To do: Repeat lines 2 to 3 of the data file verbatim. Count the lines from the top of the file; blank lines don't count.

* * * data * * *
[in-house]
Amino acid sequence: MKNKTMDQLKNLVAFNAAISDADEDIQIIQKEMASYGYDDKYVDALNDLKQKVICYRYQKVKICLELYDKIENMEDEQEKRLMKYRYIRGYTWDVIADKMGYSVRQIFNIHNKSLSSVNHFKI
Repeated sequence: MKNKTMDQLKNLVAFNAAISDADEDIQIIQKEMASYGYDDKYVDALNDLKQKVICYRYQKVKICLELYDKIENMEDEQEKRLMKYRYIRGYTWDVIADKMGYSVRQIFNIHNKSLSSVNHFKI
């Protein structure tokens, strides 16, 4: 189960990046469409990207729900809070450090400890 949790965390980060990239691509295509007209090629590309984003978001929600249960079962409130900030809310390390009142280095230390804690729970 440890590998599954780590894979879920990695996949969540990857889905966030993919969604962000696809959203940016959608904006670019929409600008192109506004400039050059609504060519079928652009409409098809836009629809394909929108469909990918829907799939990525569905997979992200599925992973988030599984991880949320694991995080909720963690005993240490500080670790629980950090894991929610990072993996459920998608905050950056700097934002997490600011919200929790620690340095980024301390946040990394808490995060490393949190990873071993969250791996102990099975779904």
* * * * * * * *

Amino acid sequence: MKNKTMDQLKNLVAFNAAISDADEDIQIIQKEMASYGYDDKYVDALNDLKQKVICYRYQKVKICLELYDKIENMEDEQEKRLMKYRYIRGYTWDVIADKMGYSVRQIFNIHNKSLSSVNHFKI
Repeated sequence: MKNKTMDQLKNLVAFNAAISDADEDIQIIQKEMASYGYDDKYVDALNDLKQKVICYRYQKVKICLELYDKIENMEDEQEKRLMKYRYIRGYTWDVIADKMGYSVRQIFNIHNKSLSSVNHFKI